Sally Rooney reminds me of a millennial Neil Labute; she packs her novel with characters who are all driven by instinct and seem utterly powerless to their base emotional compulsions, often relishing the surrender with nominal regard for consequences. Objects of affection become objects of derision in a story told with a lacerating wit and jarringly raw honesty that make it breathlessly compelling.
— From Wesley
A sharply intelligent novel about friendship, lust, jealousy, and the unexpected complications of adulthood in the 21st century
Frances is a cool-headed and darkly observant young woman, vaguely pursuing a career in writing while studying in Dublin. Her best friend and comrade-in-arms is the beautiful and endlessly self-possessed Bobbi. At a local poetry performance one night, Frances and Bobbi catch the eye of Melissa, a well-known photographer, and as the girls are then gradually drawn into Melissa's world, Frances is reluctantly impressed by the older woman's sophisticated home and tall, handsome husband, Nick. However amusing and ironic Frances and Nick's flirtation seems at first, it gives way to a strange intimacy, and Frances's friendship with Bobbi begins to fracture. As Frances tries to keep her life in check, her relationships increasingly resist her control: with Nick, with her difficult and unhappy father, and finally, terribly, with Bobbi.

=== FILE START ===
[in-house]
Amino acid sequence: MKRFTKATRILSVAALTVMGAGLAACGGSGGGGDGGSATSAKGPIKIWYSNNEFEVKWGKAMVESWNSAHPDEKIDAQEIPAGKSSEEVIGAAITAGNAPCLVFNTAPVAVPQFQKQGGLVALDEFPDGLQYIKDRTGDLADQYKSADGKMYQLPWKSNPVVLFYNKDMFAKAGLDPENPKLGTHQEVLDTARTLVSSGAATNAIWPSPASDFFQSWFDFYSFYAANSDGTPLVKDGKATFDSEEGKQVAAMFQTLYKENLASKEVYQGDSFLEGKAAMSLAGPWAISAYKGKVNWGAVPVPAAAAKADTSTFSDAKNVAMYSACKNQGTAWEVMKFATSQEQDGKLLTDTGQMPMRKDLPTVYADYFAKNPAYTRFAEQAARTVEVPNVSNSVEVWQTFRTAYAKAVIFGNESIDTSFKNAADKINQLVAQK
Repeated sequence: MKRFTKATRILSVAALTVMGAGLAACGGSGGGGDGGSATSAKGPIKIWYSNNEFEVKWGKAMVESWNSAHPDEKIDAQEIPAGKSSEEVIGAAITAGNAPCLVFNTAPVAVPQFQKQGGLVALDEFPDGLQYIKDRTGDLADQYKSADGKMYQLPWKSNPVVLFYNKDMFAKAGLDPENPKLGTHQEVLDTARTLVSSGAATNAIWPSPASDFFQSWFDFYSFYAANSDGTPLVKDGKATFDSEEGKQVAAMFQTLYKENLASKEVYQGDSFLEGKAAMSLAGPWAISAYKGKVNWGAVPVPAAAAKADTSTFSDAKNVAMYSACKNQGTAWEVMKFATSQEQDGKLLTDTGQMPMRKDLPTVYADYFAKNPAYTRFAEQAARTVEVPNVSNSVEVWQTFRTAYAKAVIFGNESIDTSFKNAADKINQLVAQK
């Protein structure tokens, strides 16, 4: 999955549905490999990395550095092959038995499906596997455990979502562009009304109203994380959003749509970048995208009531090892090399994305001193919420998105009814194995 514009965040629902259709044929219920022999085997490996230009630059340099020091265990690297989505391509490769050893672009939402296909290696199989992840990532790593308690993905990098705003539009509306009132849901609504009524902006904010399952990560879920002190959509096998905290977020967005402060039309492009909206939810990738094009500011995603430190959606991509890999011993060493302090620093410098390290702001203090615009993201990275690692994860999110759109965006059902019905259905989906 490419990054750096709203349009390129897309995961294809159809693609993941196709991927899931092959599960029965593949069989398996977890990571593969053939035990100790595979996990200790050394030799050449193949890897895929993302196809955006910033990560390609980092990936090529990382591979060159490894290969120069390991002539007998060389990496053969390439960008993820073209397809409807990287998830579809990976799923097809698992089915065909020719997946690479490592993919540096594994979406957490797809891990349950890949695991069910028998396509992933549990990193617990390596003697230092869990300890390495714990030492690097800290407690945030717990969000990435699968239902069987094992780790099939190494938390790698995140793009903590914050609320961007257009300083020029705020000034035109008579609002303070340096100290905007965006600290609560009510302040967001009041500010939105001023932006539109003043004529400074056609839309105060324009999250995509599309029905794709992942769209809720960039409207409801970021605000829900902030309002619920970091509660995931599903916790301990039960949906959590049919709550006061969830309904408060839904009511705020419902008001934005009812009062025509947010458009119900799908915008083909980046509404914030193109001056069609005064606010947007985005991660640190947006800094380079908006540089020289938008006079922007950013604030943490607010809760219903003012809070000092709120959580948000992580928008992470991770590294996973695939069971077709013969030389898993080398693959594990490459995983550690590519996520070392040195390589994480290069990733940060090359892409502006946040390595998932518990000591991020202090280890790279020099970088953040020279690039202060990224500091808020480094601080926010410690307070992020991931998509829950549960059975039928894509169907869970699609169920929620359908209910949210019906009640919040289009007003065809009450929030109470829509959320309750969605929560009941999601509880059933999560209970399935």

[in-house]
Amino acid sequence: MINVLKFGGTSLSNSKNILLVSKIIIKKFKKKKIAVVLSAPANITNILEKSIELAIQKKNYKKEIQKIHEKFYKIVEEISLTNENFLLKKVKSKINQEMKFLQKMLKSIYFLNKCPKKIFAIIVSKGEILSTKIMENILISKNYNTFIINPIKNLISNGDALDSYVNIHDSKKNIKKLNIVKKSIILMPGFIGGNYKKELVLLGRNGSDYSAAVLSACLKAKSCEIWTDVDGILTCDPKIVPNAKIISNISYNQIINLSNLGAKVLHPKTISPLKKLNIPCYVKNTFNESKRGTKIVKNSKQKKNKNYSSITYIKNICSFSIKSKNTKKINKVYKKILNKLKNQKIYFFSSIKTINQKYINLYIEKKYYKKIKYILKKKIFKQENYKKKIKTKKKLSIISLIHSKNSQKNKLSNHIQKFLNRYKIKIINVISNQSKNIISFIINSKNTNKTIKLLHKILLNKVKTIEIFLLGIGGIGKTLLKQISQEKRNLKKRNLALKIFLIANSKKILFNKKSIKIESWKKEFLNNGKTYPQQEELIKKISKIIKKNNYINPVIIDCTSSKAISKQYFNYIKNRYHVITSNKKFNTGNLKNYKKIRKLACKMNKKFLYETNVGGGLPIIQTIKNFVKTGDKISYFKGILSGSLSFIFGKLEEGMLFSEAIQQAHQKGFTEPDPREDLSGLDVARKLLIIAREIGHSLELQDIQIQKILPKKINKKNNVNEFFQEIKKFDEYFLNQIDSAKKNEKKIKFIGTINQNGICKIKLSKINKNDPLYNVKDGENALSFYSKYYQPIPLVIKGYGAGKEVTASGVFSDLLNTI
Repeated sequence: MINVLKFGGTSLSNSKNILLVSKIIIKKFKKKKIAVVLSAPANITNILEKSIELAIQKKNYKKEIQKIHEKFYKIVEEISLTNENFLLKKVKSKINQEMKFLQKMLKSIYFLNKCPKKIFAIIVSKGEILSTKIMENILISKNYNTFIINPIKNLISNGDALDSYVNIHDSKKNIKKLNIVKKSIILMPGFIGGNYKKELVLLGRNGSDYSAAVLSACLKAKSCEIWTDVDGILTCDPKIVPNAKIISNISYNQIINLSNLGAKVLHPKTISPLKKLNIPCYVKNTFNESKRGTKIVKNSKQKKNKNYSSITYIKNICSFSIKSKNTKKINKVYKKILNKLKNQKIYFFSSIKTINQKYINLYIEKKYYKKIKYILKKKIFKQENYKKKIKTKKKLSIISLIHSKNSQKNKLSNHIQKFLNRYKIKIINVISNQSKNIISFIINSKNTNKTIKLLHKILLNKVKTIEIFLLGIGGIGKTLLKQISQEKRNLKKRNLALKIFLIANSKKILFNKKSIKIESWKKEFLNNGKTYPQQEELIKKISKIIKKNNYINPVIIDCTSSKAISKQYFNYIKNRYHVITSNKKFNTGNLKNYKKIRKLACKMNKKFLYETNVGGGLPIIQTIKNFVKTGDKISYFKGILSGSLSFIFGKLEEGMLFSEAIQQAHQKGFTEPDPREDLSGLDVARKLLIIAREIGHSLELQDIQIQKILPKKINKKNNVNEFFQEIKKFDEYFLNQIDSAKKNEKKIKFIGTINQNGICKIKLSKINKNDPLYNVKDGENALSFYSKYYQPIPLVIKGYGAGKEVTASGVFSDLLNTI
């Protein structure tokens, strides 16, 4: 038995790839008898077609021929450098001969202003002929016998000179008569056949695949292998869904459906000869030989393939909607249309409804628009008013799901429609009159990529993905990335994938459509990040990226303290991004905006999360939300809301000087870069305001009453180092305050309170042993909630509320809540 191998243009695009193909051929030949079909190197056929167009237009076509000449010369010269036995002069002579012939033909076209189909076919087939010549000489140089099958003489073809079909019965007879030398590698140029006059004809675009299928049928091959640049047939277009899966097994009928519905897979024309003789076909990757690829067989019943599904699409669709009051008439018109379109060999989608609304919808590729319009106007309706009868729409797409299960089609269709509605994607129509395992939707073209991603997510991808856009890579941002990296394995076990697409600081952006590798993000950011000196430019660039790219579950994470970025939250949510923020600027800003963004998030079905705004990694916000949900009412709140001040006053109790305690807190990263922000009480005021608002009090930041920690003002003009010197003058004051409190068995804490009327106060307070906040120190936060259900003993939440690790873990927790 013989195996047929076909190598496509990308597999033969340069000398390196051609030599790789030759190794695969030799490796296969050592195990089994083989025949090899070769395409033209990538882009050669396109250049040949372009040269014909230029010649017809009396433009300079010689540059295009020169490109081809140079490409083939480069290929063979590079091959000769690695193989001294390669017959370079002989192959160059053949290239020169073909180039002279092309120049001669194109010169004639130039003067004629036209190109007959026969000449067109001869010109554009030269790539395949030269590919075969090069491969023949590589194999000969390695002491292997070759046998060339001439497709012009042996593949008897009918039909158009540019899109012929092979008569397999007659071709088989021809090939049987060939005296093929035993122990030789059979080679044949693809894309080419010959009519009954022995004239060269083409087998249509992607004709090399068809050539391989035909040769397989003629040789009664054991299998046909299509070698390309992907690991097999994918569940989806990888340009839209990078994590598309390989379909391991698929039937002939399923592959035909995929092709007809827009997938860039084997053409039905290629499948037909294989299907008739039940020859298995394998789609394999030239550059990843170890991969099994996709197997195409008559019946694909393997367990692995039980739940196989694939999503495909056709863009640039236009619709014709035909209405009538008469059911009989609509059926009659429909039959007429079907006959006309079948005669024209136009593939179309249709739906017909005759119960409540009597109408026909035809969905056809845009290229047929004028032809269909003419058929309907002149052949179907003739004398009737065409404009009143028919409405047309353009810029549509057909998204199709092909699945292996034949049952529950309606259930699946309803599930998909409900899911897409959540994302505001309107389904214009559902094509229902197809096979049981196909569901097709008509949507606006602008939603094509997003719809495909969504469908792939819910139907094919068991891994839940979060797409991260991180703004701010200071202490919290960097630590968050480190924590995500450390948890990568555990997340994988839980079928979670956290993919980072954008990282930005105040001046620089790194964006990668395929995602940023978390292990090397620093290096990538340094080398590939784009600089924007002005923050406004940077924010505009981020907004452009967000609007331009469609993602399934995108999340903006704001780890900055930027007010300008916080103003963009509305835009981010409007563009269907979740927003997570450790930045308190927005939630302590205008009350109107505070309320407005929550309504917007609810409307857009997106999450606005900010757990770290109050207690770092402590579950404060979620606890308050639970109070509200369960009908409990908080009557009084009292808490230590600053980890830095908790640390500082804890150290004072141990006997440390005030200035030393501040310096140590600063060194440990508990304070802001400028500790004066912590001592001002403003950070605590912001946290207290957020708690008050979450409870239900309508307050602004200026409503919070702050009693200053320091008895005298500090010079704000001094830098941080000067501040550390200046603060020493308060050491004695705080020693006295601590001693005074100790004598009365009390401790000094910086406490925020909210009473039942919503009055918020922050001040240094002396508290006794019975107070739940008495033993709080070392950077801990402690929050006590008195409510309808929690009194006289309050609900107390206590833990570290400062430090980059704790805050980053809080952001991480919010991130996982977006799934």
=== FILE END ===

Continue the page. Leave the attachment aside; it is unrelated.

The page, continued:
Desperate to reconcile her inner life to the desires and vulnerabilities of her body, Frances's intellectual certainties begin to yield to something new: a painful and disorienting way of living from moment to moment. Written with gem-like precision and marked by a sly sense of humor, Conversations with Friends
is wonderfully alive to the pleasures and dangers of youth, and the messy edges of female friendship.